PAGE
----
When the local pub, The Waterhole explodes, Stephen is one of the casualties and is the first to be found in the wreckage. He wakes up in hospital and is disoriented and has no memory of Phoebe, who has keeping a bedside vigil. Stephen then has an operation to remove a blood clot on his brain and recovers and regains his memory. He is left paralysed and soon feels like a burden to Phoebe and decides to go to a rehabilitation centre but changes his mind at the last minute.

Stephen struggles to get to come to terms with being in a wheelchair and when his estranged brother, Mark arrives in Erisborough, he is less than happy to see him as he still blames him for Libby's death. After Mark's persistence to reconcile with his brother, Stephen finally accepts him. Stephen then undergoes a gruelling rehabilitation programme. During Helen's birthday party at the newly reopened Waterhole, Stephen surprises Phoebe by getting up out of his wheelchair and walks towards her unaided. Stephen reveals that Wayne has been helping him for weeks. Several days later, the Gottliebs leave Ramsay Street to manage their own record store in Anson's Corner.


A writer for the BBC's Neighbours website stated that Stephen's most notable moment was "Fainting while watching Phoebe giving birth on video."[12] The Sydney Morning Herald's Shelli-Anne Couch commented "Two snakes, two dead bodies, two live ones, a cemetery and a budding romance for good measure – could Lachlan Daddo have picked a better entry into the soapie world?"[1] Some industry sources believed Stephen was "wasted" when he was paired with Phoebe, who was seventeen and six months pregnant when they met.[11] During a feature on the show, Joanna Murray-Smith from The Age criticised the explosion storyline, saying "Sure Lochie (Daddo, from the Beaumaris-y version of the Quaid brothers) was crippled, so it wasn't a complete waste of time, but it was over in a flash with a couple of extras in emergency service uniforms."[13]


  1. ^ a b c d e f g h i Couch, Shelli-Anne (11 October 1992). "Hope on a soap". The Sydney Morning Herald. Fairfax Media. Retrieved 25 October 2012.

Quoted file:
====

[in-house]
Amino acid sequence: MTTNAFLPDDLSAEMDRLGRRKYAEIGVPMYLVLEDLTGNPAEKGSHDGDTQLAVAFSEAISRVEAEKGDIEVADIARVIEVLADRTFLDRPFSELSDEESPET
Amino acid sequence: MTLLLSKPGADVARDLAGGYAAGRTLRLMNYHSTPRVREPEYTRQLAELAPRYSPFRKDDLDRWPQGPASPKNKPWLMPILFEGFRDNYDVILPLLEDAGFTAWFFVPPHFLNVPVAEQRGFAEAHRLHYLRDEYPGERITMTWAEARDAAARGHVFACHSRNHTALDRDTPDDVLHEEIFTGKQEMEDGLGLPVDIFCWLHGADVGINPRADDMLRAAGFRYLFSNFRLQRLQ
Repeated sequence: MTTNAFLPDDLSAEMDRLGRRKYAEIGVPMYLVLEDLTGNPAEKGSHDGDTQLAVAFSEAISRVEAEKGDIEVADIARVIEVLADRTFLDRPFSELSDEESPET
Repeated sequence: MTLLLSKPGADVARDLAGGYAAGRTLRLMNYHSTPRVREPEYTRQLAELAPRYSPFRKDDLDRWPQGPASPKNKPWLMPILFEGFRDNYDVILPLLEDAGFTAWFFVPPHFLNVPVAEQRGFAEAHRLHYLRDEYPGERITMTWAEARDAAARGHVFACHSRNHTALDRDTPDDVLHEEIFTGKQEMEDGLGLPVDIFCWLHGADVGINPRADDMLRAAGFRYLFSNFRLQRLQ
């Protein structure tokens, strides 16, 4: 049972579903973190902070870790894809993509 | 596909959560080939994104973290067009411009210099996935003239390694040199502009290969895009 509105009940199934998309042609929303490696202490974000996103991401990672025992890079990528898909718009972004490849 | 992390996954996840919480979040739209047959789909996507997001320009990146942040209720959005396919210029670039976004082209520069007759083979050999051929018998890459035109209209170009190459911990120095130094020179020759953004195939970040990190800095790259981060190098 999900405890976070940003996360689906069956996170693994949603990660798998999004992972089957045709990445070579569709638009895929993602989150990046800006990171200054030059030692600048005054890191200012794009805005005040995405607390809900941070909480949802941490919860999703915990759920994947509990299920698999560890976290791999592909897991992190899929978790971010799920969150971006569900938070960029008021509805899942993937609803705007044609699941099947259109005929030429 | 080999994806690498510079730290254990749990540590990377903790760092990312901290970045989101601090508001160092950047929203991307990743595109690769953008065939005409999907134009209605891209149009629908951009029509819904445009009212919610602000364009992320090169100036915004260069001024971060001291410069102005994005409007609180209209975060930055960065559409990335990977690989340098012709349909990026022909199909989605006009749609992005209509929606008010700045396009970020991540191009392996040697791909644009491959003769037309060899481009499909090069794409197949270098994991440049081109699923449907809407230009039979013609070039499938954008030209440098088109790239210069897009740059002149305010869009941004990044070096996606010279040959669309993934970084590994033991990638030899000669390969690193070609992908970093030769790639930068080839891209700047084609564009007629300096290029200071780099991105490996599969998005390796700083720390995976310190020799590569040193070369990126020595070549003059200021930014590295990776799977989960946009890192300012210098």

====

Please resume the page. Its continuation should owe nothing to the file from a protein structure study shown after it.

2. ^ a b c "Character: Stephen Gottlieb". BBC. Archived from the original on 15 August 2004. Retrieved 24 October 2012.
  3. ^ a b c Kingsley, Hilary (20 September 1993). "Why it's going to be happy ever after!". Woman. IPC Media (38): 13.
  4. ^ a b c d e "What's love got to do with it?". Inside Soap. Attic Futura (UK) Ltd (15): 58. November 1993.
  5. ^ a b c "Phoebe's baby crisis". Inside Soap. Attic Futura (UK) Ltd (16): 54. December 1993.
  6. ^ a b c d e "The lodger from hell!". Inside Soap. Attic Futura (UK) Ltd (19): 26. March 1994.
  7. ^ Monroe, Josephine (May 1994). "Left for dead!". Inside Soap (21): 45.
  8. ^ a b Monroe 1996, p.118.
  9. ^ a b c d Goatly, Erica (20 June 1994). "In the hot seat: Neighbours Stephen". Woman. IPC Media (25): 18–19.
  10. ^ a b c d e Fletcher, Mary (23 May 1994). "I cried for my brother...". Women's Own. IPC Media (21): 22–23.
  11. ^ a b c d e f Camp, Chrissie (24 July 1993). "Why Lochie's moving out". TV Week. ACP Magazines: 9.
  12. ^ "Character: Stephen Gottlieb". BBC. Archived from the original on 13 August 2004. Retrieved 24 October 2012.
  13. ^ Murray-Smith, Joanna (8 September 1993). "2000 new trips to dag zone please". The Age. Retrieved 22 March 2014.